Detritus is where the energy lies. It has been captured from the sun. Energy hungry animals can’t wait to take a bite.
Meiofauna are microscopic invertebrates that live between sediment grains and feed on detritus, bacteria, and protozoans. The term “meiofauna” loosely defines a group of organisms by their size, larger than microfauna but smaller than macrofauna, rather than a taxonomic grouping.
Bivalves are mollusks. They possess two shells which hinge at one edge and can be closed tightly when threatened or out of the water. They are filter feeders gaining nourishment by filtering tiny organisms and digestible debris (detitus) from the water. Some are sedentary, attaching themselves to a substrate (oysters, mussels), some burrow and move around on the bottom (clams) and a few can swim (scallops).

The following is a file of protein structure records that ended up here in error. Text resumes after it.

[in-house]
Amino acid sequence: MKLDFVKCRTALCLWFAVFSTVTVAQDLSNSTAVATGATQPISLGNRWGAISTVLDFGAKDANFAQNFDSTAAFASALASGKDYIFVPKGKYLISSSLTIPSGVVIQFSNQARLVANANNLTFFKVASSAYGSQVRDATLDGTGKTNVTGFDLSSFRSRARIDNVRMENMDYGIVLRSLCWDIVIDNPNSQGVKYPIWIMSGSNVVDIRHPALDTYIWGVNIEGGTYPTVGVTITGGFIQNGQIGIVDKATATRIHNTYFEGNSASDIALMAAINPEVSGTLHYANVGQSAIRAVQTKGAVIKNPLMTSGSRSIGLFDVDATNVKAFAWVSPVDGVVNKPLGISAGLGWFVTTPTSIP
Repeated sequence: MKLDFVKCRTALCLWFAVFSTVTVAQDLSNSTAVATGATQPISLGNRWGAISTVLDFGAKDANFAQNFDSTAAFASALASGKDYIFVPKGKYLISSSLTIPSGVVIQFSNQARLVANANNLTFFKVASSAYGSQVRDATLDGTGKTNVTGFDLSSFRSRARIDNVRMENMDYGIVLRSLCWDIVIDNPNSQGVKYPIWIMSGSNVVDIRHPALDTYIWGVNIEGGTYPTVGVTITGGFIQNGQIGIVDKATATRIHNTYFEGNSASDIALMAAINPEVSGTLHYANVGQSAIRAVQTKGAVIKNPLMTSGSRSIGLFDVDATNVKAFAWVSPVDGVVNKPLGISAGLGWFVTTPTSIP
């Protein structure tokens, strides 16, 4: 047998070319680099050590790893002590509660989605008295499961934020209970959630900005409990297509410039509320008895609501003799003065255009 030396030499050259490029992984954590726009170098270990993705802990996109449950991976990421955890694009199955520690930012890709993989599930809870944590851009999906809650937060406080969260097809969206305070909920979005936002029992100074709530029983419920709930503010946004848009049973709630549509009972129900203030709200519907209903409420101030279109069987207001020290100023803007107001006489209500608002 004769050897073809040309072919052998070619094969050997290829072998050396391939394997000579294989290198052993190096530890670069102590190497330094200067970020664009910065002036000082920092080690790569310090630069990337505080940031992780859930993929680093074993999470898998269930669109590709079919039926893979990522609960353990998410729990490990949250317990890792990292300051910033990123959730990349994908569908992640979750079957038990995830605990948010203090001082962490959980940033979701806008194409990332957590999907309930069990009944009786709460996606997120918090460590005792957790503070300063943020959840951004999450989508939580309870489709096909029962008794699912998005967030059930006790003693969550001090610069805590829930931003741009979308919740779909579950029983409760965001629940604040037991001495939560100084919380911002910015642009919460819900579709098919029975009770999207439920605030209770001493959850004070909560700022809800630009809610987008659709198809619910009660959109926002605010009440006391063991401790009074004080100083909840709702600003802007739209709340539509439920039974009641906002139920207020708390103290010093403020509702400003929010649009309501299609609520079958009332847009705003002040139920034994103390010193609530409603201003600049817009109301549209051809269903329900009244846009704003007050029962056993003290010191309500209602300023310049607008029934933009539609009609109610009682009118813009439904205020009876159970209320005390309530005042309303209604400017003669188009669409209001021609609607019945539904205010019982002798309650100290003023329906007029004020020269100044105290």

Mollusks are the largest marine phylum, comprising about 23% of all the named marine organisms
Here are some more examples of North Carolina filter feeders:
Deposit feeders such as polychaetes (read worms), amphipods (read shrimp), and snails utilize a wide range of foods including decaying plant material, bacteria, protozoans, diatoms, fungi, and meiofauna.
One of the major primary consumers are the Polychaetes.
“Personally I don’t like them. As a mater of fact just thinking about them gives me the creeps and kind of makes me sick. But the wadding birds love them. Gourmet dining, they say.”
“And just think,” said Harriett.
“All of this from sunshine and the marsh cord grass.”
“But what is even more amazing, we haven’t even scratched the surface of the food chain.”
“Sometimes it’s hard for me to comprehend why I should be at the top.” This is one of the mysteries for the Doctor and me to discuss.”
As always, with love,